CD26/dipeptidylpeptidase IV (DPPIV) is a membrane-bound extracellular peptidase that cleaves dipeptides from the N terminus of polypeptide chains. The N terminus of chemokines is known to interact with the extracellular portion of chemokine receptors, and removal of these amino acids in many instances results in significant changes in functional activity. CD26/DPPIV has the ability to cleave the chemokine CXCL12/stromal cell-derived factor 1α (SDF-1α) at its position two proline. CXCL12/SDF-1α induces migration of hemopoietic stem and progenitor cells, and it is thought that CXCL12 plays a crucial role in homing/mobilization of these cells to/from the bone marrow. We found that CD26/DPPIV is expressed by a subpopulation of CD34+ hemopoietic cells isolated from cord blood and that these cells have DPPIV activity. The involvement of CD26/DPPIV in CD34+ hemopoietic stem and progenitor cell migration has not been previously examined. Functional studies show that the N-terminal-truncated CXCL12/SDF-1α lacks the ability to induce the migration of CD34+ cord blood cells and acts to inhibit normal CXCL12/SDF-1α-induced migration. Finally, inhibiting the endogenous CD26/DPPIV activity on CD34+ cells enhances the migratory response of these cells to CXCL12/SDF-1α. This process of CXCL12/SDF-1α cleavage by CD26/DPPIV on a subpopulation of CD34+ cells may represent a novel regulatory mechanism in hemopoietic stem and progenitor cells for the migration, homing, and mobilization of these cells. Inhibition of the CD26/DPPIV peptidase activity may therefore represent an innovative approach to increasing homing and engraftment during cord blood transplantation.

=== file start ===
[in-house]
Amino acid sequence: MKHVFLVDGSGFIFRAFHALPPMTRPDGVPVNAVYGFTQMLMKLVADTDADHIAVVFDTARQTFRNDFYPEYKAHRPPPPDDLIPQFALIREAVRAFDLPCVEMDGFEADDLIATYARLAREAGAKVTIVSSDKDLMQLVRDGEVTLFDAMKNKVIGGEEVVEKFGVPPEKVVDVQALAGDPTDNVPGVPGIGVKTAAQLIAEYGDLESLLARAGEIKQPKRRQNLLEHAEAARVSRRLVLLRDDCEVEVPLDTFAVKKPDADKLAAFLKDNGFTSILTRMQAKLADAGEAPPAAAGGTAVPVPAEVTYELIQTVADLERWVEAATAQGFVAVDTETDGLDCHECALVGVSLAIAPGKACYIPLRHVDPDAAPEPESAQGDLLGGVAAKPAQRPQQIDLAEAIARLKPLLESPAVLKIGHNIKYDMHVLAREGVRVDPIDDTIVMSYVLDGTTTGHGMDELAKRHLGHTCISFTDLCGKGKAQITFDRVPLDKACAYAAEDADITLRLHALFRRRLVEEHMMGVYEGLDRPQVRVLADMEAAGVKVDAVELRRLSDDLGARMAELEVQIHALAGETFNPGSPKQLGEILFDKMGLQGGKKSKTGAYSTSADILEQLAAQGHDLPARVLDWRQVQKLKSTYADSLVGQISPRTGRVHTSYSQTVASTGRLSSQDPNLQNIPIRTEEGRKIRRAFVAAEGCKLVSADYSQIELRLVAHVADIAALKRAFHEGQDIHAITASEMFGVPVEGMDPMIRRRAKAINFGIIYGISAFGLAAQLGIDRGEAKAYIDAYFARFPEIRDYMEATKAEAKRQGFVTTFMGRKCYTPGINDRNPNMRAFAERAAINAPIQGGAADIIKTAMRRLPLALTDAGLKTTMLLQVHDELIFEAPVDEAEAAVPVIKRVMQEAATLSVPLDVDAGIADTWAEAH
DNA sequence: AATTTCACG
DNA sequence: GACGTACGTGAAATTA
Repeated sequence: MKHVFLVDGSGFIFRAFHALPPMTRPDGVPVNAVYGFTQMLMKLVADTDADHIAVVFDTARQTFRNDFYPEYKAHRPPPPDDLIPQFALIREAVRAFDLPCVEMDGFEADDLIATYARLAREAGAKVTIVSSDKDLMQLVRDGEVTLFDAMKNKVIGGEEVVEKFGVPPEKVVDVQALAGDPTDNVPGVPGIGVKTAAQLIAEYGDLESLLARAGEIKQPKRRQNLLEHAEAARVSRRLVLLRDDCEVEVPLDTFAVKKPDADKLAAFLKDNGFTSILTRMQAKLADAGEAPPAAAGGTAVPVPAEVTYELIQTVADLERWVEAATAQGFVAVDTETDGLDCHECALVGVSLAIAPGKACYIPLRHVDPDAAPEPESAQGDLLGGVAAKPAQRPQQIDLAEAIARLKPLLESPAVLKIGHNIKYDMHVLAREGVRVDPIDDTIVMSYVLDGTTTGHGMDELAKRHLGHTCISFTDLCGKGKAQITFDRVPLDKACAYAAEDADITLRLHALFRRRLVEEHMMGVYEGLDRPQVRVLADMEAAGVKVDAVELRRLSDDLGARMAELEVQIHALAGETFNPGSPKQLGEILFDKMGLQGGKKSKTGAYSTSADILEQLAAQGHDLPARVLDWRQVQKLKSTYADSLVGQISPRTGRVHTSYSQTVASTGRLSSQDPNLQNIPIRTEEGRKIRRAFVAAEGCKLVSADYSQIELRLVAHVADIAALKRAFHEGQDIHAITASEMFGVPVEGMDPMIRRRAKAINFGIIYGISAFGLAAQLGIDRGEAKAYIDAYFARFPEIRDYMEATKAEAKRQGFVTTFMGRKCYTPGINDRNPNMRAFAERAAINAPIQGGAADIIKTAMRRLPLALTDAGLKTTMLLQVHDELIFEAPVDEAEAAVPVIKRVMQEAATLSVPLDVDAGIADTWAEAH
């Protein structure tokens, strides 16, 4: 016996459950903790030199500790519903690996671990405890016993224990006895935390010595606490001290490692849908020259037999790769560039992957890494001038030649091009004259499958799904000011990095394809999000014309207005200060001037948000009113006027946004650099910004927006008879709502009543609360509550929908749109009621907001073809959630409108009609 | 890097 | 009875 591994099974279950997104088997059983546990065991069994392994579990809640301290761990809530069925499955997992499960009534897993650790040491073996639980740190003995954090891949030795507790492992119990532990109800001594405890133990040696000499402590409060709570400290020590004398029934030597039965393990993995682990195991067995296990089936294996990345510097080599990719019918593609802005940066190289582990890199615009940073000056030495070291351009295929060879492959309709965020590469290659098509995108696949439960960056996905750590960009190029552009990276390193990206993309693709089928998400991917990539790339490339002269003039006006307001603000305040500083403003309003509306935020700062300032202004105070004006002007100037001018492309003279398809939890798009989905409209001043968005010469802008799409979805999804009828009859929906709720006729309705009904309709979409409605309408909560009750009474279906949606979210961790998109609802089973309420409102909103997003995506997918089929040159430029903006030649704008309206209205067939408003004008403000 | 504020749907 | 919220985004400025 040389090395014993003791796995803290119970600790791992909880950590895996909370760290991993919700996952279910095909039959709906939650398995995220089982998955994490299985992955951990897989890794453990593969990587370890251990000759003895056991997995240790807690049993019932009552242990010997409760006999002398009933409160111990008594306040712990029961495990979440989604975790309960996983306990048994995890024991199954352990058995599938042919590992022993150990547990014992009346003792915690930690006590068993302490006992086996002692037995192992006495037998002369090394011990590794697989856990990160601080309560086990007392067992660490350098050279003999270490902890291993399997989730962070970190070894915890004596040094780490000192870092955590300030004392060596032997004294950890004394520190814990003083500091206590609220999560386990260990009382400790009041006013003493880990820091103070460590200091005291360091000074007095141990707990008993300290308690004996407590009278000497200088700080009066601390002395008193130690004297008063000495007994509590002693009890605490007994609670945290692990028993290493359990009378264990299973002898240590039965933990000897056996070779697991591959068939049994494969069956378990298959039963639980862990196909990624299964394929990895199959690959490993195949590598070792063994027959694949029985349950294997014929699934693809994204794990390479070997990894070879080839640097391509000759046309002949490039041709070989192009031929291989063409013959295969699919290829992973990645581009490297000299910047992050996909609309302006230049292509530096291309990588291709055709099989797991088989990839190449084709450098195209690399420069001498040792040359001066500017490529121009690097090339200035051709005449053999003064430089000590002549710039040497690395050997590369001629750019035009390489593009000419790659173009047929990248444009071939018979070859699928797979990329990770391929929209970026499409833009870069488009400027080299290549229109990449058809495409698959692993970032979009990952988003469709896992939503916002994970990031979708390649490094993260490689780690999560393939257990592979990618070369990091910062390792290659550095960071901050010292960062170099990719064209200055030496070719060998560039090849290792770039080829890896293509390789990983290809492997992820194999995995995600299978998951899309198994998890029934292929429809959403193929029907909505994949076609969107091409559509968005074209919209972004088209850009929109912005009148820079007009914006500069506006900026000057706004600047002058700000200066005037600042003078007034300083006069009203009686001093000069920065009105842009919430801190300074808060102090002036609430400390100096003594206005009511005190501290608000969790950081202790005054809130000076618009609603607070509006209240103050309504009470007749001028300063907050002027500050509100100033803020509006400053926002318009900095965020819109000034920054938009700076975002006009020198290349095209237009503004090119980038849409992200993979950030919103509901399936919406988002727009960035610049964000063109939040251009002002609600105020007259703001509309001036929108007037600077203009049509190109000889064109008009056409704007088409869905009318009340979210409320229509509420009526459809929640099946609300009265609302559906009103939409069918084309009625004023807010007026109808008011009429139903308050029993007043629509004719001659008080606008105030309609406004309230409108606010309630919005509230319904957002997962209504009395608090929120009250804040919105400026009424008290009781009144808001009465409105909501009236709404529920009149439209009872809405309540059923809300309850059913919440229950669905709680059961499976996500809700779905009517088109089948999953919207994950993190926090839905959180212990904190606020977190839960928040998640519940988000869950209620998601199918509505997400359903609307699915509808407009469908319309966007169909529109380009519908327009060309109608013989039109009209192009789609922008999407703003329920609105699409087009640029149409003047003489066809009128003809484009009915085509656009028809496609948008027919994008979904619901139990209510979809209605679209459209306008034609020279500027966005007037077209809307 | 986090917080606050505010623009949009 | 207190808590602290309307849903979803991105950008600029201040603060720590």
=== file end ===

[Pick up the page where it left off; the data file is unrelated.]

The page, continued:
ASJC Scopus subject areas
- Immunology and Allergy